UPDATE: Freakonomist Steven Levitt is skeptical of a tv/autism link. Okay. I’m not going to have kids, so I’m not going to worry about it anymore. And besides, there’s some tv I need to go watch.

A Day at the Cinema

Tuesday, October 10th, 2006

I broke my lifelong rule this weekend and went to a movie by myself for the first time ever. The occasion was The Departed. Freaking awesome. It was a little different from its source material, the Hong Kong thriller Infernal Affairs, and I might could have a quibble here and there. But still, it was the best movie I’ve seen in a long time. Damon and DiCaprio were solid, Nicholson will win another Oscar, Sheen was very good. But Alec Baldwin and Mark Wahlberg were my favorites, real icing on the cake. (Baldwin acted as if his character from Glengarry Glen Ross were now a cop. I half-expected to get the “ABC” speech.) It’s not a perfect movie, but it’s very, very good. Highly recommended.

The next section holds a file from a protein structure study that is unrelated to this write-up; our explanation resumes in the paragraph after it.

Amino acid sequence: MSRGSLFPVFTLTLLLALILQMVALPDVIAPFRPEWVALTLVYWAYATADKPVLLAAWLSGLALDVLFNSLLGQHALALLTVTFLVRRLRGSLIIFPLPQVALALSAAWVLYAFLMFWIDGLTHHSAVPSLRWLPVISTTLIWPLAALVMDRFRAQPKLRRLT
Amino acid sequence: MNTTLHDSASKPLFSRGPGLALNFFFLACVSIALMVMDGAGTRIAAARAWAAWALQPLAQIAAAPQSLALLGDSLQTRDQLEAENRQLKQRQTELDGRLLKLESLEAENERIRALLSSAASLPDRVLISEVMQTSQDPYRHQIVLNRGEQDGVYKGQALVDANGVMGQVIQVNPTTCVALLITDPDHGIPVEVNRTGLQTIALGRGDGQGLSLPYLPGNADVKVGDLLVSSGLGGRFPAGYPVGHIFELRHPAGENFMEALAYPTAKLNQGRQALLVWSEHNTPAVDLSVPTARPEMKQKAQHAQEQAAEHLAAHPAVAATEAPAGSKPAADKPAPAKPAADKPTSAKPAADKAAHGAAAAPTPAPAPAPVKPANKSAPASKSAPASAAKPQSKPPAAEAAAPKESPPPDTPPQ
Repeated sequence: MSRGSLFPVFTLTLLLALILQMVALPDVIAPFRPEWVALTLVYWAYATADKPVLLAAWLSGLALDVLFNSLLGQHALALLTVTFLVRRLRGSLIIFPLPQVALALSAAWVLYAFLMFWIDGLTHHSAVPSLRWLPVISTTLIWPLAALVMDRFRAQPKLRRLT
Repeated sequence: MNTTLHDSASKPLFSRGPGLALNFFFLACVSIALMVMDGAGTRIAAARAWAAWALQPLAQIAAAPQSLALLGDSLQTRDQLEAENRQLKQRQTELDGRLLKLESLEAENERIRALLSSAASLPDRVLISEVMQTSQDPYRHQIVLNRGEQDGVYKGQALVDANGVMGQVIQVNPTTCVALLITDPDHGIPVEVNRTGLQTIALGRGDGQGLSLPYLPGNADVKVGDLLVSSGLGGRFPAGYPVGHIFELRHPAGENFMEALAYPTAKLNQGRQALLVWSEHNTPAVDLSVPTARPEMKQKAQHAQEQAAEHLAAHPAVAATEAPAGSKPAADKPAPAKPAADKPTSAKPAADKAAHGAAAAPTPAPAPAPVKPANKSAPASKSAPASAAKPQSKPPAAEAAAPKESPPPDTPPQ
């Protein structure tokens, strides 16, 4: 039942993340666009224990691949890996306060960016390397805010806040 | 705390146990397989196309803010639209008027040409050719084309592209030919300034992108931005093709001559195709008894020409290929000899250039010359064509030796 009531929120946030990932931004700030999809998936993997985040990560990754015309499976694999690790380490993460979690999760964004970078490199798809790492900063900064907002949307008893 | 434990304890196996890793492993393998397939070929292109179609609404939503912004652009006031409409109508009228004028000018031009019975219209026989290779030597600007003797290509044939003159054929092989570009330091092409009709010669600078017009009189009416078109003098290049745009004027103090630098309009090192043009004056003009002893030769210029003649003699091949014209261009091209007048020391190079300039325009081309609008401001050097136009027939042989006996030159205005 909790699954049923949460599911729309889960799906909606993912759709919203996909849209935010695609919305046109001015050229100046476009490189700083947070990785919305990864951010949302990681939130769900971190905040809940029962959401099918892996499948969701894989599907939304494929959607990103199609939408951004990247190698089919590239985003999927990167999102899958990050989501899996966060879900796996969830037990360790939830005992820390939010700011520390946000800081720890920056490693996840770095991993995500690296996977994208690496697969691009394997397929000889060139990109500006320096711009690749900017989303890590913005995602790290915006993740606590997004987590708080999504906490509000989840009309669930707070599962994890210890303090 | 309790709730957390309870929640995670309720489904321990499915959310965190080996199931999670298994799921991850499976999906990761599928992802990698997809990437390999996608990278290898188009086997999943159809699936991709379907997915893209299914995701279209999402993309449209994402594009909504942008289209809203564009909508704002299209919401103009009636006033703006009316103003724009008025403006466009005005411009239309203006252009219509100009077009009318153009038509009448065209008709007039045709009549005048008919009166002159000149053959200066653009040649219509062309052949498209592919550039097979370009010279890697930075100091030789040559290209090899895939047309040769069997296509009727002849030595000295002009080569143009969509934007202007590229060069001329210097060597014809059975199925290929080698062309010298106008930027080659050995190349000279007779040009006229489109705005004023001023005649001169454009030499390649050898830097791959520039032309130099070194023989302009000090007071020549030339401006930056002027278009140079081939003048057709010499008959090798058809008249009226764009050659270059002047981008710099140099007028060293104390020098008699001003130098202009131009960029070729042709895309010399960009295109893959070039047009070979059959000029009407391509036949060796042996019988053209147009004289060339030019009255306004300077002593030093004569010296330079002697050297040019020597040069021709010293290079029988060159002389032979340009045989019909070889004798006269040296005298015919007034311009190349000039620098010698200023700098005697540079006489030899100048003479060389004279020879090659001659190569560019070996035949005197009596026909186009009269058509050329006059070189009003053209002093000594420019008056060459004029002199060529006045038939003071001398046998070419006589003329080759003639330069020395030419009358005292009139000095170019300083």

Milbarge at Large: "Hey, kids, it’ll grow back!" Edition

Wednesday, October 4th, 2006

What I’m doing at work: Lawd-a-mercy, I’ve been busy. I’ve been seriously in the weeds for a while. I’ve been working longer hours than I can remember, skipping lunches, the whole deal. Nobody told me the law was a job! I thought it was a profession! The sad thing is that even if I could talk about it, I don’t have much interesting to say. My work hasn’t been terribly fascinating lately; I’ve just had a lot of it. About the neatest thing has been a case where two of the major players have the same obscure name. It’s not quite as confusing as the two Emmett Fitz-Humes at our law school, but I works with what I gots.

What I’m doing at home: This has been a mess. A little rain caused a big leak in my roof. My DVR had a meltdown and lost a bunch of stuff I wanted to watch — likely scuttling a movie review post. I’ve had some family matters necessitating some unplanned travel. I’m glad September is over.